If you’re going to visit a national park or 10 this year, definitely take the time to carefully plan your trip. Map out the perfect route, book the ideal campsites months ahead, pack your essential gear, and prepare detailed, delicious meal plans. (Visit nps.gov/camping for tips!) Also, be familiar with the Leave No Trace principles, namely “Take only memories, leave only footprints.”
Memories from the trip will be your most enduring, most satisfying souvenir, so concentrate on making better memories while on your next adventure. After all, half the fun of a vacation is remembering it. Especially if you’ll only make it to Point Reyes National Seashore or Acadia National Park one time. And many national park visits (like that trip to Hawai’i Volcanoes National Park) are once-in-a-lifetime events.
Vivid memories allow you to enjoy national parks and your experiences in them for much longer than the duration of your stay. Prepare yourself to make long-lasting memories.
- Use your ears and nose. Memories are stronger when you engage more than one of your senses. Listen to the lapping waves. Smell the flowers. Feel the dirt between your toes. Those sensations will give you stronger recall of a particular moment in time.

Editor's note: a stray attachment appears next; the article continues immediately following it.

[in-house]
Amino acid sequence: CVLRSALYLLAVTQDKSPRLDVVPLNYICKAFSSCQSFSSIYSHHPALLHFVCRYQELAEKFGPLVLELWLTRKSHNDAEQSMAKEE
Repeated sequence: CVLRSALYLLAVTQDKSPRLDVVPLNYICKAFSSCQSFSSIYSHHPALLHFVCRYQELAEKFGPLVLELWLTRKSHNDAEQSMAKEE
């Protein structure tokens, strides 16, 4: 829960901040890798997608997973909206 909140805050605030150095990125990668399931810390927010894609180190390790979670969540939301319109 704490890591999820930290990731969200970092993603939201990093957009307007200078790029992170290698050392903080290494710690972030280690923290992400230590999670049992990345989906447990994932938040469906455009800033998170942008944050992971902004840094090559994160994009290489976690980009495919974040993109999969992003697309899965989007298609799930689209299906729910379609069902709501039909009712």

- Exercise. Doctors say physical movement improves memory recall, and national parks are ideal places to be active. Hike, run, climb, ski, swim, walk, or mountaineer. There’s a good chance you can engage in your favorite exercise in a park or try out a new one.
- Rest. Good sleep helps you pay attention in the first place, and your brain consolidates memories while you’re sleeping. So the eye mask, ear plugs, and comfy pillow are essential!
- Keep a list. Write down in a notebook or keep a list on your phone of all the “wow” things you saw, smelled, heard, or did that day. This is a fun way to unwind with friends and family after an epic day exploring.
- Take photos. Pictures will help transport you back in time to particular place, and you can use those photos to create keepsakes that you see often, like a screensaver on your computer or hanging on your wall.
Many memories await you in your national parks this year. Take advantage of your time in parks—the more you can connect to your surroundings while you’re there, the better your memories will be. Give yourself time without technology to unplug and reap the benefits of seeing, smelling, listening, and feeling nature. Go make some memories! Get more planning tips in our Trip Planning Guide.